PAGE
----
### Results

#### Free recall performance

Free recall performance was calculated using the item score procedure (Drewnowski & Murdock, 1980). Every word that was output on the recall sheet was scored as a correct recall when it appeared on the word input list presented during the rating task. The first row of Table 1 displays means and standard deviations of the proportions of recalled items by condition. Given the present data, the model including group membership as predictor showed a better fit than the null model, with a Bayes factor (BF) of BF10 = 6.44 × 104. According to the conventions of Kass and Raftery (1995), this ratio provides very strong evidence for the existence of condition differences in recall performance. For item recall, credible intervals (95% BCIs) around contrast coefficients revealed that participants who were introduced to the survival scenario remembered more words from the input list than participants who were introduced to the moving scenario, BCI [–0.60; –0.11]. Moreover, participants in the survival condition remembered more words than participants who rated words by comparing their pleasantness, BCI [–0.95; –0.45].2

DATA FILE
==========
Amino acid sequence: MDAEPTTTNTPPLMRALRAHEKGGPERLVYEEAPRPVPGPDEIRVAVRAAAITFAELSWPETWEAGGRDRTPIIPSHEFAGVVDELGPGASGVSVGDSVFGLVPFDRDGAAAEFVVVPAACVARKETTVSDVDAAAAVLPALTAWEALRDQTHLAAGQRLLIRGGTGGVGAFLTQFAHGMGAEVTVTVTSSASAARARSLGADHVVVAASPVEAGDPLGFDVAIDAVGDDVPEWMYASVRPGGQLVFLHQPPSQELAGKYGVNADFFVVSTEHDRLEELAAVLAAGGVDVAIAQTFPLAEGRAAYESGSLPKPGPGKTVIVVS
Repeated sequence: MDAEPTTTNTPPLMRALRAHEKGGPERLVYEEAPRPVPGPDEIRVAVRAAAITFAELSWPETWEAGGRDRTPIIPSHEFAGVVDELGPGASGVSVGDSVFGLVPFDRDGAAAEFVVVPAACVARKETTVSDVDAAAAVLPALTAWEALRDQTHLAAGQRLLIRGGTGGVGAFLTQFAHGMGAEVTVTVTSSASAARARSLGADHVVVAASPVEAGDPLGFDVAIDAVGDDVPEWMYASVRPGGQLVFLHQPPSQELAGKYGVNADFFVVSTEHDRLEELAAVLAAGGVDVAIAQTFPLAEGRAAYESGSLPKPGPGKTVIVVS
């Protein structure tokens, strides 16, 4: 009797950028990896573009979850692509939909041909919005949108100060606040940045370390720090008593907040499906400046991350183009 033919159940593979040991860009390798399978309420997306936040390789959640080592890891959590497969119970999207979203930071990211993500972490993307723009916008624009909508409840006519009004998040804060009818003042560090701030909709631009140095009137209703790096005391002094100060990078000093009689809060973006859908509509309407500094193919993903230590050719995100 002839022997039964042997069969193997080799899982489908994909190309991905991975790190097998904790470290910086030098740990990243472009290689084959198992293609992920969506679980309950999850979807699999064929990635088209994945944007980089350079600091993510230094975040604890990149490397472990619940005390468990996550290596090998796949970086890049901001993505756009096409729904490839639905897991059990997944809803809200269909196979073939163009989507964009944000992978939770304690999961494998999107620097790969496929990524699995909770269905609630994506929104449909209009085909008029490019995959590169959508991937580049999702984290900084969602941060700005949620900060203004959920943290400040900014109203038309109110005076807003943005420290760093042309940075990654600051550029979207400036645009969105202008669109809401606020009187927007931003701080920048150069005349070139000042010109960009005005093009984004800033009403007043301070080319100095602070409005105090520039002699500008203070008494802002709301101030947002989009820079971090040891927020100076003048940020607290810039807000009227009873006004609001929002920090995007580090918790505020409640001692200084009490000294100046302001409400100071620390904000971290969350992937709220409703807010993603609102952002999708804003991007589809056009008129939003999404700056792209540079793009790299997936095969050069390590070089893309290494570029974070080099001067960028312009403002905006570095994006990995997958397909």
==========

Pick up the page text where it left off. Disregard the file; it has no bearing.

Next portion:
Table 1

Means and standard deviations (in parentheses) of proportions of participants’ item scores, relative order scores, adjusted order scores, intrusions and response times.

Measure Survival Moving Relational Pleasantness BF10 BCI

Moving – Survival Relational Pleasantness – Survival

Item Memory .53 (.13) .45 (.12) .38 (.10) 6.44 × 104 [–0.60; –0.11] [–0.95; –0.45]
Relative Order Memory .31 (.09) .27 (.08) .25 (.07) 8.07 [–0.39; 0.04] [–0.54; –0.11]
Adjusted Order Memory .58 (.10) .61 (.10) .66 (.10) 0.53 (BF01 = 1.89) [–0.21; 0.37] [–0.03; 0.58]
Intrusions 2.17 (1.38) 2.39 (1.23) 2.36 (1.33) 0.21 (BF01 = 4.87)
Response Time 2334 (370) 2173 (390) 2292 (454) 7.69 × 10–4 (BF01 = 1.3 × 103)

Note: Bayes factors in favour of the alternative hypothesis (BF10) of hierarchical model comparisons between models including group as fixed effect and null models. Bayesian credible intervals (BCI) of contrast coefficients (treatment contrast-coded with survival condition as baseline) of models including condition membership as fixed effect.